Opuntia cespitosa

Opuntia cespitosa
Opuntia cespitosa

Rafinesque, Bulletin Botanique 2: 216, 1830

Neotype; Herbarium; Herbarium; HerbariumHerbarium (as O. humifusa); Herbarium (with O. nemoralis); Herbarium (as humifusa); Herbarium (as humifusa); Herbarium (as O. humifusa); Herbarium; Herbarium; Herbarium (as O. humifusa); Herbarium

See O. humifusa   See O. lata    See O. mesacantha

Original Description

What is Opuntia cespitosa?

Opuntia cespitosa is a prickly pear in the O. humifusa group of cacti (O. humifusa s.l.). O. cespitosa resembles O. humifusa and has long been overlooked by botanists because it was considered synonymous with that species. O. cespitosa also has similarities with the western species, O. macrorhiza


O. cespitosa cladodes generally appear glaucous-gray. Cladodes have 0-2 spines that are either both erect or both deflexed. Only centrals are produced. O. cespitosa does not have strongly retrorsely-barbed spines, which are common in the related O. mesacantha. The spines of O. cespitosa place it in contrast with O. humifusa, which lacks spines. Typically,  the chains of cladodes are parallel to the ground surface. As with related plants (i.e., O. humifusa s.l.), the cladodes become wrinkled in fall. 

O. cespitosa has yellow flowers with red centers. Filaments are yellow and anthers are pale. The style is white and the stigma is white or pale yellow. The fruit is clavate. 

O. cespitosa is tetraploid.

Other Notes

O. cespitosa is the most common Opuntia species in the eastern states though it has traditionally been subsumed into O. humifusa and was not noticed. It is present in multiple eastern, southern, and midwestern states including AL, AR, CT, GA, IL, IN, MA, MD, MI, MO, MS, NY, OH, VA and WV. It is the only Opuntia that occurs in eastern Canada (far southern Ontario). Recent work by Paul D. Adanick shows that this Opuntia occurs in many locations in TN and KY but that it may not be numerous at any specific location. It is often found in rocky situations but also occurs in dry soils.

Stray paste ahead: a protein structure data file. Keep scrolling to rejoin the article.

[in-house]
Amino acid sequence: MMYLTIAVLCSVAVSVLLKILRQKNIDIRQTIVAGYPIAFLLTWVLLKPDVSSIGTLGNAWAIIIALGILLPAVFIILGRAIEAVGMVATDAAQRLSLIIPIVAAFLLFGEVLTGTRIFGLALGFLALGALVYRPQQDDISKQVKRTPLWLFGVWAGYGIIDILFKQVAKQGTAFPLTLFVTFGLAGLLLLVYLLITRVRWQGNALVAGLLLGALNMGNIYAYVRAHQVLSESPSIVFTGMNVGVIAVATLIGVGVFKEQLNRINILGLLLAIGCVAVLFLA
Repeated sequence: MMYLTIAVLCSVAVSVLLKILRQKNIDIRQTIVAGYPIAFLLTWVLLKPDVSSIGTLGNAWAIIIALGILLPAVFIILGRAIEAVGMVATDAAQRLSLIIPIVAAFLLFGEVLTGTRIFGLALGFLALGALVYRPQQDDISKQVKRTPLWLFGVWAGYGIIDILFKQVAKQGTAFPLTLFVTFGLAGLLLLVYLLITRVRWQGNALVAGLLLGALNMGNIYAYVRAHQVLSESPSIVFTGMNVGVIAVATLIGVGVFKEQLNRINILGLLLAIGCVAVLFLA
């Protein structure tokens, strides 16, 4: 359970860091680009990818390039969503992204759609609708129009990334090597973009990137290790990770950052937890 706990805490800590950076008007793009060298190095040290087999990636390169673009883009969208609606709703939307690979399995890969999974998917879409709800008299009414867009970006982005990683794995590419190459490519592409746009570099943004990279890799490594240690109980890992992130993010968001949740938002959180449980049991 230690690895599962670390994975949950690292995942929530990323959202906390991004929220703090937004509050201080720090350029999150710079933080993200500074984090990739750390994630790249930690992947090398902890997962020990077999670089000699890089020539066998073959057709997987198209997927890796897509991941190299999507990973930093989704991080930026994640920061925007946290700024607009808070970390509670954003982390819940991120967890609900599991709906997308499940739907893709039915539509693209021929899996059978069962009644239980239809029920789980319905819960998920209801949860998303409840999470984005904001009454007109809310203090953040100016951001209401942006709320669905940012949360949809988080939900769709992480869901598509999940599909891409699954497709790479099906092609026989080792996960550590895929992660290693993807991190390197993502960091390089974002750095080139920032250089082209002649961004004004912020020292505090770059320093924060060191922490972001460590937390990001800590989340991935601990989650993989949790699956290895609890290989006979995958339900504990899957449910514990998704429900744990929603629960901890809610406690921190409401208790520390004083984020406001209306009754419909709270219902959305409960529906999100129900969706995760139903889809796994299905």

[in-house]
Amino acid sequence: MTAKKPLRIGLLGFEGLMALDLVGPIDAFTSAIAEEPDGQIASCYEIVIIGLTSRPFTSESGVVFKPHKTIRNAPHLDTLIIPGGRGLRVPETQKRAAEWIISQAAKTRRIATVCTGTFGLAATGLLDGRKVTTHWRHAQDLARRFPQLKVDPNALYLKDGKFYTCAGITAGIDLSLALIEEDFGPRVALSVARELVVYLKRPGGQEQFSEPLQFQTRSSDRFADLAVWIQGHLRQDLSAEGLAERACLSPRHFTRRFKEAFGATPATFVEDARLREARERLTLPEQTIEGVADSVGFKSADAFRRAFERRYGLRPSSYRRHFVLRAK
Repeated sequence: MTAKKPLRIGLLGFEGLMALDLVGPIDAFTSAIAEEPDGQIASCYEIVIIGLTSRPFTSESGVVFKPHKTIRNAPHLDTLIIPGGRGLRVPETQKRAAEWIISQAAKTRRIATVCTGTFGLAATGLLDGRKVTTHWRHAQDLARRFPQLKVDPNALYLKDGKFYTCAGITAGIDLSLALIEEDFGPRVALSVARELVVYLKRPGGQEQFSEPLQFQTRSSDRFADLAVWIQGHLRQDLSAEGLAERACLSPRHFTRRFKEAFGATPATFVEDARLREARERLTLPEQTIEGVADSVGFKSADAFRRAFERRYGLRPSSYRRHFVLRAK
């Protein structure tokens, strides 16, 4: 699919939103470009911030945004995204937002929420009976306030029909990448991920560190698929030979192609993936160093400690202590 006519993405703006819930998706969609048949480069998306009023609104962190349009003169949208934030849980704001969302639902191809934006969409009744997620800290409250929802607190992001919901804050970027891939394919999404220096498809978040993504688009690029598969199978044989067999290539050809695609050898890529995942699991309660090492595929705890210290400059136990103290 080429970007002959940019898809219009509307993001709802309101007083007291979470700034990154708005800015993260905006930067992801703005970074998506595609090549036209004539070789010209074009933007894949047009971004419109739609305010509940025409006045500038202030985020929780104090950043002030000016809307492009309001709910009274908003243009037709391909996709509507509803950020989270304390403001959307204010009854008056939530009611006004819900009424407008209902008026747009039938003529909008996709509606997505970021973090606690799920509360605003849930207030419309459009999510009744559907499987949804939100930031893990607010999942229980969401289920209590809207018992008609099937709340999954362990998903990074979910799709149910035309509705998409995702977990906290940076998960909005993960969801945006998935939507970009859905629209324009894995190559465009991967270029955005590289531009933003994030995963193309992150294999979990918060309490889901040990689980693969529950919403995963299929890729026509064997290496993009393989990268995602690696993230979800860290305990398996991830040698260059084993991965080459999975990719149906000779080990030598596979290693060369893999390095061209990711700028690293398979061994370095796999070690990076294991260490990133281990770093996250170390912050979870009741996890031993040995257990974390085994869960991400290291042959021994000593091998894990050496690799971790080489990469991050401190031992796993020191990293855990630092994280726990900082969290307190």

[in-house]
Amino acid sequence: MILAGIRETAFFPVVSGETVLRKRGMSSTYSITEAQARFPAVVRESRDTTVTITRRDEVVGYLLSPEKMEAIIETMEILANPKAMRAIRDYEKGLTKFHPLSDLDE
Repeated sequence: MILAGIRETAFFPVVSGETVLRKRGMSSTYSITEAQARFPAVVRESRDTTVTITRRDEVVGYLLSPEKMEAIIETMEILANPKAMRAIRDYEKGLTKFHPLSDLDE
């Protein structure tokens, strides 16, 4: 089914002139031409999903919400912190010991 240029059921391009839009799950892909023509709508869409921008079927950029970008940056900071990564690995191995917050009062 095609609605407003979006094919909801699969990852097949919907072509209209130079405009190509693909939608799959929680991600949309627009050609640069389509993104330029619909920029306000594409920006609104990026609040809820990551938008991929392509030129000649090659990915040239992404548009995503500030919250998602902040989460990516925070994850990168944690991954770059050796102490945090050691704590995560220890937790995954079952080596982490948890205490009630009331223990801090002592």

Various relevant scientific papers have reported on this Opuntia: Majure, 2014; Majure et al., 2012; Majure and Ervin, 2007. O. cespitosa resembles O. macrorhiza and is related to that taxon. 

Unlike O. cespitosa, other Southeast Opuntia spp. have all-yellow flowers. 

The Flora of the Southern and Mid-Atlantic States (2015) reports:

Vegetatively, it is most similar to Opuntia mesacantha ssp. mesacantha, from which this allopolyploid may be partially derived, although floral features are quite different, and O. cespitosa does not have the strongly retrorsely-barbed spines common in O. mesacantha. This species also can be confused with certain forms of O. macrorhiza, another putative parent of O. cespitosa; both species have yellow inner tepals basally tinged red adaxially.

4 thoughts on “Opuntia cespitosa”

  1. David A Schaeffer

    There are cliffs overlooking the Delaware River just N of Milford, NJ, with a large population of what I always assumed to be O. humifusa. However, these plants occasionally exhibit spines. Thoughts?

  2. If it has spines and the base of the tepals are red or orange, or if they have a reddish/orangish tint, it is possible they are O cespitosa.

  3. Hi Botany Bill,
    Thanks for visiting our website.

    Your description sounds like O. cespitosa to me if it is east of the Mississippi River.
    West of the river (somewhere) O. macrorhiza begins. The two are very similar and a colleague calls them all O. macrorhiza, east or wet.
    The red in the center of the flower is very telling. Much depends on the size of the plant, large woody plants would not be O. macrorhiza or O. cespitosa.

    Joe Shaw

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